premium payment for an unmanageable amount of risk inherent in not insuring.
IV. CHARACTERISTICS OF AN INSURABLE RISK
We
have stated previously that individuals see the purchase of insurance as
economically advantageous. The insurer will agree to the arrangement if the
risks can be pooled, but will need some safeguards. With these principles in
mind, what makes a risk insurable? What kinds of risk would an insurer be
willing to insure?
The
potential loss must be significant and important enough that substituting a
known insurance premium for an unknown economic outcome (given no insurance) is
desirable.
The
loss and its economic value must be welldefined and out of the policyholder’s
control. The policyholder should not be allowed to cause or encourage a loss
that will lead to a benefit or claim payment. After the loss occurs, the
policyholder should not be able to unfairly adjust the value of the loss (for
example, by lying) in order to increase the amount of the benefit or claim
payment.
Covered losses should be reasonably independent. The fact
that one policyholder experiences a loss should not have a major effect on
whether other policyholders do. For example, an insurer would not insure all
the stores in one area against fire, because a fire in one store could spread
to the others, resulting in many large claim payments to be made by the
insurer.
These criteria, if fully satisfied, mean that the risk is
insurable. The fact that a potential loss does not fully satisfy the criteria
does not necessarily mean that insurance will not be issued, but some special
care or additional risk sharing with other insurers may be necessary.
V.
EXAMPLES
OF INSURANCE
Some
readers of this note may already have used insurance to reduce economic risk.
In many places, to drive a car legally, you must have liability insurance,
which will pay benefits to a person that you might injure or for property
damage from a car accident. You may purchase collision insurance for your car,
which will pay toward having your car repaired or replaced in case of an
accident. You can also buy coverage that will pay for damage to your car from
causes other than collision, for example, damage from hailstones or vandalism.
Insurance
on your residence will pay toward repairing or replacing your home in case of
damage from a covered peril. The contents of your house will also be covered in
case of damage or theft. However, some perils may not be covered. For example,
flood damage may not be covered if your house is in a floodplain.
At some point, you will
probably consider the purchase of life insurance to provide your family with
additional economic security should you die unexpectedly. Generally, life
insurance provides for a fixed benefit at death. However, the benefit may vary
over time. In addition, the length of the premium payment period and the period
during which a death is eligible for a benefit may each vary. Many combinations
and variations exist.
When
it is time to retire, you may wish to purchase an annuity that will
provide regular income to meet your expenses. A basic form of an annuity is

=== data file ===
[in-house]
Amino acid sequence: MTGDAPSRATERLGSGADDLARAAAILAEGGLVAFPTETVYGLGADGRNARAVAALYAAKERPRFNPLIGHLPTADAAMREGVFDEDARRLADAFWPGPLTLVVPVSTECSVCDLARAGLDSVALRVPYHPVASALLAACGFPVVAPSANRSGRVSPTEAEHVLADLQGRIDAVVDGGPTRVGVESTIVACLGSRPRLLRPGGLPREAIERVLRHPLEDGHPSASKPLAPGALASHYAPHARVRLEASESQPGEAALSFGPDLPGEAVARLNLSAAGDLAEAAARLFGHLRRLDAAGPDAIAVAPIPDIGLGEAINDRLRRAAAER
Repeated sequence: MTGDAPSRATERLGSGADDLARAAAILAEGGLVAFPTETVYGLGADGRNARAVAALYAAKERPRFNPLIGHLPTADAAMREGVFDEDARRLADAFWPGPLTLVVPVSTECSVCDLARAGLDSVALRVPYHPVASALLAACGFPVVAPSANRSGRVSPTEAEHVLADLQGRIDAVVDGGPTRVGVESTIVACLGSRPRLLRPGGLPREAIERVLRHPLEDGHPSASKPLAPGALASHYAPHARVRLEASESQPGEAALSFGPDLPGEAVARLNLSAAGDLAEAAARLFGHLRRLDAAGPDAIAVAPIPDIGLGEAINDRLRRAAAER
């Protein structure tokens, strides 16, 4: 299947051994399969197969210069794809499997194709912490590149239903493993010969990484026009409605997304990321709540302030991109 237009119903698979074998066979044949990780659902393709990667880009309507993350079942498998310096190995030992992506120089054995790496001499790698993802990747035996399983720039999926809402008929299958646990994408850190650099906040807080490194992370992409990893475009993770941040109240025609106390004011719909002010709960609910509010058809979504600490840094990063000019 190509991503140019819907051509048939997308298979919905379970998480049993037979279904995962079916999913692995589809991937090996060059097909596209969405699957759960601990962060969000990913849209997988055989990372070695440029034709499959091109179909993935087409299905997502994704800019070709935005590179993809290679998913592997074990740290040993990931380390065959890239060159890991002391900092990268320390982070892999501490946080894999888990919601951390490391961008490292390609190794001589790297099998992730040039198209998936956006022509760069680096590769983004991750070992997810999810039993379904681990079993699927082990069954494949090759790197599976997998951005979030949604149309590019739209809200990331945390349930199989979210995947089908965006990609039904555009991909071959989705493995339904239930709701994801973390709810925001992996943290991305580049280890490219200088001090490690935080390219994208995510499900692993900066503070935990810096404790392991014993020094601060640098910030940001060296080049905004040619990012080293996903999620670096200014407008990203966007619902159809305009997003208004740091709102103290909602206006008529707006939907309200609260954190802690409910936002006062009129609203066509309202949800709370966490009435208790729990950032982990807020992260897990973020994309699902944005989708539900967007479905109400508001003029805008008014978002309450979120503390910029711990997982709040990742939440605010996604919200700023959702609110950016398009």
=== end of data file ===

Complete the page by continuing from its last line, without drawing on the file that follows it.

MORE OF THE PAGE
called a life annuity, which pays a regular amount for as long as you live.
Annuities are the complement of life insurance. Since payments are made until
death, the peril is survival and the risk you have shifted to the insurer is
the risk of living longer than your savings would last. There are also
annuities that combine the basic life annuity with a benefit payable upon
death. There are many different forms of death benefits that can be combined
with annuities.
Disability income insurance replaces all or a portion of
your income should you become disabled. Health insurance pays benefits to help
offset the costs of medical care, hospitalization, dental care, and so on.
Employers may provide many of the insurance coverages
listed above to their employees.
VI. LIMITS ON POLICY BENEFITS
In
all types of insurance there may be limits on benefits or claim payments. More
specifically, there may be a maximum limit on the total reimbursed; there may
be a minimum limit on losses that will be reimbursed; only a certain percentage
of each loss may be reimbursed; or there may be different limits applied to
particular types of losses.
In
each of these situations, the insurer does not reimburse the entire loss.
Rather, the policyholder must cover part of the loss himself. This is often
referred to as coinsurance.
The next two sections discuss specific types of limits on
policy benefits.
DEDUCTIBLES
A
policy may stipulate that losses are to be reimbursed only in excess of a
stated threshold amount, called a deductible. For example, consider
insurance that covers a loss resulting from an accident but includes a 500
deductible. If the loss is less than 500 the insurer will not pay anything to
the policyholder. On the other hand, if the loss is more than 500, the insurer will
pay for the loss in excess of the deductible. In other words, if the loss is
2000, the insurer will pay 1500. Reasons for deductibles include the following:
(1)
Small losses do not create a claim payment, thus saving
the expenses of processing the claim.
(2)
Claim payments are reduced by the amount of the
deductible, which is translated into premium savings.
(3)
The deductible puts the policyholder at risk and,
therefore, provides an economic incentive for the policyholder to prevent
losses that would lead to claim payments.
Problems associated with deductibles include the
following:
(1) The
policyholder may be disappointed that losses are not paid in full. Certainly,
deductibles increase the risk for which the policyholder remains responsible.